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Trump pulls out of summit with North Korea's Kim Jong-un

Trump cites 'tremendous anger and open hostility' from North Korea as reasons for cancelling the landmark meeting.

Trump, Kim

US President Donald Trump has announced he will not attend a planned meeting with North Korean leader Kim Jong-un, raising concerns tensions between the two nations will escalate again with the threat of war.

In a letter sent to Kim on Thursday, Trump said the summit - which had been scheduled for June 12 in Singapore - would no longer be possible "based on the tremendous anger and open hostility" shown by Pyongyang in its most recent statements.

"The world and North Korea has lost a tremendous opportunity for lasting peace and great prosperity and wealth," Trump wrote. "This missed opportunity is truly a sad moment in history."

The meeting would have been the first time a sitting US president met a North Korean leader.

The announcement comes two days after Trump hosted his South Korean counterpart Moon Jae-in in Washington, DC, for talks widely seen as a salvage effort to ensure his summit with Kim went ahead.

"I was very much looking forward to being there with you," Trump said in the letter.

"Sadly, based on the tremendous anger and open hostility displayed in your most recent statement, I feel it is inappropriate at this time to have this long-planned meeting.

"You talk about your nuclear capabilities, but ours are so massive and powerful that I pray to God they will never have to be used," said Trump.

There was no immediate response from North Korea.

A statement earlier on Thursday from Pyongyang referred to Vice President Mike Pence as a "political dummy", and said it is just as ready to meet in a nuclear confrontation as at the negotiating table with the United States.

'Don't hesitate to call'

Trump did say, however, he would be open to a possible meeting in the future.

"If you change your mind having to do with this most important summit, please do hot hesitate to call me or write," he said.

Trump had called on Pyongyang to abandon its nuclear weapons programme and arsenal ahead of the summit.

North Korea, which reportedly demolished its Punggye-ri nuclear test site earlier on Thursday, had threatened to pull out of the Singapore summit if the US continued to demand it gives up its nuclear arsenal unilaterally.

Mark Fitzpatrick from the International Institute for Strategic Studies said the tone of Trump's letter bodes ill for peace on the Korean Peninsula.

"The way that Trump did this in a letter that threatens North Korea with nuclear annihilation is probably not the right signal to send," said Fitzpatrick.

"I don't think North Korea is going to respond so well to that kind of a threat. North Korea is going to feel betrayed by this, North Korea will react negatively."

US Secretary of State Mike Pompeo told a Senate committee later on Thursday the White House had "tried repeatedly" to connect with North Korea in recent days over plans for the Singapore summit, but received no response.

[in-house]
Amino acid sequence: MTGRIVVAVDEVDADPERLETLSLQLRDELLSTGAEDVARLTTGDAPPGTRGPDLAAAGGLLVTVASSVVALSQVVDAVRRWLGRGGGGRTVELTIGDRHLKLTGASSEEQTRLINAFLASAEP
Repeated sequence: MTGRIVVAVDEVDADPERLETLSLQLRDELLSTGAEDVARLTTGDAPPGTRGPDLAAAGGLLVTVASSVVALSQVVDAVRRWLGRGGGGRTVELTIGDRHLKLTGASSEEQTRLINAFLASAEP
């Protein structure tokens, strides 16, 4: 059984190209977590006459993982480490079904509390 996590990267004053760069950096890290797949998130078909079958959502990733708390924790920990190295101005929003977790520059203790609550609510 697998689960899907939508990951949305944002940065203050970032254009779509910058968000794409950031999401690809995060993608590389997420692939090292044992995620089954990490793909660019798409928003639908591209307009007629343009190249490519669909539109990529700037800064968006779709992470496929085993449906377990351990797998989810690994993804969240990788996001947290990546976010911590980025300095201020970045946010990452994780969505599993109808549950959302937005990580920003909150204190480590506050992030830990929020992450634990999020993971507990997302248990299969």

Will not 'beg'

Earlier this month, Pyongyang said ongoing US-South Korea war games off the peninsula were not conducive to peace talks and demanded the manoeuvres be cancelled. The US balked at that demand.

North Korean Vice Foreign Minister Choe Son-hui said on Thursday her country "will neither beg the US for dialogue, nor take the trouble to persuade them if they do not want to sit together with us".

"Whether the US will meet us at a meeting room, or encounter us at nuclear-to-nuclear showdown is entirely dependent upon the decision and behavior of the United States," said Choe. 

A spokesperson for Moon's office said on Thursday that South Korea was trying to understand the reason for Trump's abrupt cancellation.

"[We] are trying to figure out what President Trump's intention is and the exact meaning of it," Cheong Wa-dae told South Korea's Yonhap news agency.

Moon convened an emergency meeting with top security officials after Trump's cancellation. 

Sliding back to war

Andrei Lankov, an expert at South Korea's Kookmin University, said from Seoul that Trump's announcement was "shocking and highly dangerous".

"There is now again a looming and reasonably high threat of a major military confrontation in Korea," Lankov said. "The entire Korean Peninsula is probably sliding back to a war, and if it happens not only Koreans or Americans but all people of the world will pay a price." 

Hazel Smith, a professor at the University of London, said comments by Trump administration officials such as National Security Adviser John Bolton and Pence in recent days about a "Libya model" for North Korea likely made Pyongyang nervous.

Former Libyan leader Muammar Gaddafi gave up his nuclear arsenal in negotiations with the West, but he was later overthrown and killed after a NATO air intervention that supported rebels on the ground.  

"For North Korea, this [Libya model] simply means the overthrow of the government as Gaddafi was overthrown," said Smith.


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